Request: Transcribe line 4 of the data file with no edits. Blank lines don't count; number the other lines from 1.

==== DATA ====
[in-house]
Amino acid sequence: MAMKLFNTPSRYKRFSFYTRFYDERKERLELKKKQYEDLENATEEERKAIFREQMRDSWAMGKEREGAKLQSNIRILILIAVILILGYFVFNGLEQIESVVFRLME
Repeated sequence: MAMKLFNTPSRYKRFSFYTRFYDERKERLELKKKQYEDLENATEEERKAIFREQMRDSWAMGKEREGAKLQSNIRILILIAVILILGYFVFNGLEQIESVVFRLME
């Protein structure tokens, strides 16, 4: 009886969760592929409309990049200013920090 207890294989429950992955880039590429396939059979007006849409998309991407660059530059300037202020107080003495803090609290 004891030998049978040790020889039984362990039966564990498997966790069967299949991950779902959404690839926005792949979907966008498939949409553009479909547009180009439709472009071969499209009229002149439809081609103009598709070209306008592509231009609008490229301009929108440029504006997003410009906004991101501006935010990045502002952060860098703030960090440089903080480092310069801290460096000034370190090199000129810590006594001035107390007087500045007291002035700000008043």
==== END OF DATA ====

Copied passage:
């Protein structure tokens, strides 16, 4: 009886969760592929409309990049200013920090 207890294989429950992955880039590429396939059979007006849409998309991407660059530059300037202020107080003495803090609290 004891030998049978040790020889039984362990039966564990498997966790069967299949991950779902959404690839926005792949979907966008498939949409553009479909547009180009439709472009071969499209009229002149439809081609103009598709070209306008592509231009609008490229301009929108440029504006997003410009906004991101501006935010990045502002952060860098703030960090440089903080480092310069801290460096000034370190090199000129810590006594001035107390007087500045007291002035700000008043």